The Secret Language of Birds

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The Secret Language of Birds
Studio album by Ian Anderson
Released 6 March 2000 (UK)
Recorded 1998
Genre Progressive rock, folk rock
Length 59:53
Label Fuel 2000
Producer Ian Anderson
Ian Anderson chronology
Divinities: Twelve Dances with God
(1995)
The Secret Language of Birds
(2000)
Rupi's Dance
(2003)
Professional ratings
Review scores
Source Rating
Allmusic 2.5/5 stars link

The Secret Language of Birds (2000) is the third studio album by Jethro Tull frontman Ian Anderson. It is named after the dawn chorus, the natural sound of birds heard at dawn, most noticeably in the spring.

Track listing[edit]

  1. "The Secret Language of Birds" – 4:17
  2. "The Little Flower Girl" – 3:37
  3. "Montserrat" – 3:21
  4. "Postcard Day" – 5:07
  5. "The Water Carrier" – 2:56
  6. "Set-Aside" – 1:29
  7. "A Better Moon" – 3:46
  8. "Sanctuary" – 4:42
  9. "The Jasmine Corridor" – 3:54
  10. "The Habanero Reel" – 4:01
  11. "Panama Freighter" – 3:21
  12. "The Secret Language of Birds, PT. II" – 3:06
  13. "Boris Dancing" – 3:07
  14. "Circular Breathing" – 3:45
  15. "The Stormont Shuffle" – 3:20
  16. Extra Track Intro (unlisted) – 0:08
  17. "In the Grip of Stronger Stuff" (unlisted) – 2:50
  18. "Thick as a Brick" (unlisted) – 2:37

Introductions[edit]

To each track, Anderson wrote an introduction:

  • The Secret Language of Birds: "The big dawn chorus. Morning after a night before. Could turn out to be the special person. Everything's riding on this one."
  • The Little Flower Girl: "Sir William Russell Flint's fully clad but coquettish flower girl. Was it his favourite model Cecilia? Just showing up for anotherday's work. Hats off to one of the greatest technical watercolourists of all time."
  • Montserrat: "Been there. Between eruptions. Last gasp of colonial betrayal. Heart goes out. Dwarf Poincianas still growing strong, here at home. Ashfall wasteland where I picked them."
  • Postcard Day: "Holiday guilt. Having a simply wonderful time. Wish you were here, but sort of glad you're not."
  • The Water Carrier: "H2O at any price. No Delhi Belly. No regrets. No small change left. The best earthenware pots by Sir W.R.F. and Walter Langley. Would they have as lovingly executed the form and colour of the 1.5-litre plastic bottle? Of course."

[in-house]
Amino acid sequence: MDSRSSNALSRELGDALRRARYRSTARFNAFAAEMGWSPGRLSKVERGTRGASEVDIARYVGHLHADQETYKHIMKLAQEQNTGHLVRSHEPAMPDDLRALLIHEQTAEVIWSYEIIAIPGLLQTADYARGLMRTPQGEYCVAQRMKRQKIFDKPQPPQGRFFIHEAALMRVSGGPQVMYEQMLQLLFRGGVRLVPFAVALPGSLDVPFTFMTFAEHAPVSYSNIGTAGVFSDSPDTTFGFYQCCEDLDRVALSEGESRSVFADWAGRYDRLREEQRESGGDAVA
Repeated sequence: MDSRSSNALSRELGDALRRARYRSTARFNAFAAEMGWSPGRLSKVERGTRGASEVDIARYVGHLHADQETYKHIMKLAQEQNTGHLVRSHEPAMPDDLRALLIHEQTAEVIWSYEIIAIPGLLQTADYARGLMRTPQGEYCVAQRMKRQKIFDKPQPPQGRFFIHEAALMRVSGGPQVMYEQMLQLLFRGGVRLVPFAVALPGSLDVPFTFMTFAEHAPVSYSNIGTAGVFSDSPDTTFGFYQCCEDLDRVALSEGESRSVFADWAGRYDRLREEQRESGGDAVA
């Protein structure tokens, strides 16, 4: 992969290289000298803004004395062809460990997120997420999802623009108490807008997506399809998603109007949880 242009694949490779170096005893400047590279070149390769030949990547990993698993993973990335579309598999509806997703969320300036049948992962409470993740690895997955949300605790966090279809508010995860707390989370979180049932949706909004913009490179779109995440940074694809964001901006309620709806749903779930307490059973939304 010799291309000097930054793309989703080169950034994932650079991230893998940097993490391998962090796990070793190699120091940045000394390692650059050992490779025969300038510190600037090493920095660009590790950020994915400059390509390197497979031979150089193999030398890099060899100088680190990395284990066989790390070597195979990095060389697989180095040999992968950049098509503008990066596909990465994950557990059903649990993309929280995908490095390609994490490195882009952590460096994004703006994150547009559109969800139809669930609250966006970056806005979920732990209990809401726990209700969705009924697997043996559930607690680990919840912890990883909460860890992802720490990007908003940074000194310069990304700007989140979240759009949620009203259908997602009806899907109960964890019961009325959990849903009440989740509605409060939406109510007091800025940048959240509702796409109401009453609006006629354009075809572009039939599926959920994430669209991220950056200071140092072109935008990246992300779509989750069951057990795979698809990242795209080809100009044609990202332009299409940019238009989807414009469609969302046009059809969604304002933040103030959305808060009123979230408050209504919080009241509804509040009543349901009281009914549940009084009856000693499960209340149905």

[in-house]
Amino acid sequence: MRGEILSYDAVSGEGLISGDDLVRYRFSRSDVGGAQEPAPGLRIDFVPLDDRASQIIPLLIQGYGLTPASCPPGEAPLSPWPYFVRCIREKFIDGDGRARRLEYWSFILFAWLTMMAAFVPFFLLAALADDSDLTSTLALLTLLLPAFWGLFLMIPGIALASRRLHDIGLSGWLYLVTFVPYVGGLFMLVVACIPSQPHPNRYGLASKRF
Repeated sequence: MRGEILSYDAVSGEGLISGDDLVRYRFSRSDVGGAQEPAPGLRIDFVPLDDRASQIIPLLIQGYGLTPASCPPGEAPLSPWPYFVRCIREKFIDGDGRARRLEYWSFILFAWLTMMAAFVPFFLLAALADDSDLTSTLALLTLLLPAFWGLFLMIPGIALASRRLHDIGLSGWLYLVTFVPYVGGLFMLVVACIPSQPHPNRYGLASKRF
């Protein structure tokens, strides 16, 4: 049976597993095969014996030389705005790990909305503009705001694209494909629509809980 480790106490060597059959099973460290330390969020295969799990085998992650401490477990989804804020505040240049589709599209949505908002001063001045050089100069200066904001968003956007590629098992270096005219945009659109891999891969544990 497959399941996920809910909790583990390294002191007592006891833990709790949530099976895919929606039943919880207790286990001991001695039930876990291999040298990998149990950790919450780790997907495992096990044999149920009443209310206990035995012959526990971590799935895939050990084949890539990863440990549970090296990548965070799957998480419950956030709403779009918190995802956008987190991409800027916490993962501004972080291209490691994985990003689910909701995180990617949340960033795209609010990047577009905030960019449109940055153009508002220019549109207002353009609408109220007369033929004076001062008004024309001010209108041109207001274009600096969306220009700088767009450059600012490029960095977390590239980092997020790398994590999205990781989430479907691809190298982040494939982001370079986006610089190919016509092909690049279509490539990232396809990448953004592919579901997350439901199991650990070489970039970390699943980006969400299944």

• Set-Aside: "Pointless and undignified prevarication."
  • A Better Moon: "Sultry and sub-tropical images of a Foweraker fantasy five thousand miles from home."
  • Sanctuary: "Last haven of zoo rejects and children wasted. Tricky one to try. Made me cry."
  • The Jasmine Corridor: "Nice place to say goodbye. Smells good, looks good, was good. Faces east. Always the optimistic light. Nothing ever really ends."
  • The Habanero Reel: "On a lighter note, I think quite a few people know that I'm keen on spicy food, particularly those who have visited our website. I use a lot of chilli peppers when I cook at home and the generally accepted number 10 strength killer is the habanero – in the Caribbean a close relative of this is the Scotch Bonnet, which I also refer to in this song. 'The Habanero Reel' is just an ode to capsicum, which gives off that excessive, burning heat. Of course, the best thing about it, as I say in the song, is that it is strictly legal!"
  • Panama Freighter: "Lonely Planet guide to traveller's romance. Pragmatism. Cynicism. You take U.S. dollar?"
  • The Secret Language of Birds, Pt. II: "Semantic set-aside. You with me?"
  • Boris Dancing: "I've always had a soft spot for Boris Yeltsin, I wrote the music to 'Boris Dancing' based on a visual image of a CNN news report from when Boris was seeking re-election. He was filmed in Red Square, sweating profusely, bright red in the face, boogieing frantically in front of a young Moscow rock band. He nearly died from a heart attack just a couple of days later. The song is in several rather difficult to follow time signatures, as when Boris was dancing he wasn't quite on the beat. 'Boris Dancing' is just a celebration of his strange, individual dance style."
  • Circular Breathing: "The deep breath that goes on forever. Strangely detached but objective view from a height. Pink Floyd's 'Learning To Fly' meets L.S. Lowry meets Status Quo's 'Pictures of Matchstick Men'. Or not."
  • The Stormont Shuffle: "Peace, Love, Misunderstanding. Decommissioning the vipers' tongues. Two part tune: north and south, slippery Sams, moaning Minnies. Doublecross, double talk, double trouble."

Notes[edit]

Credits[edit]

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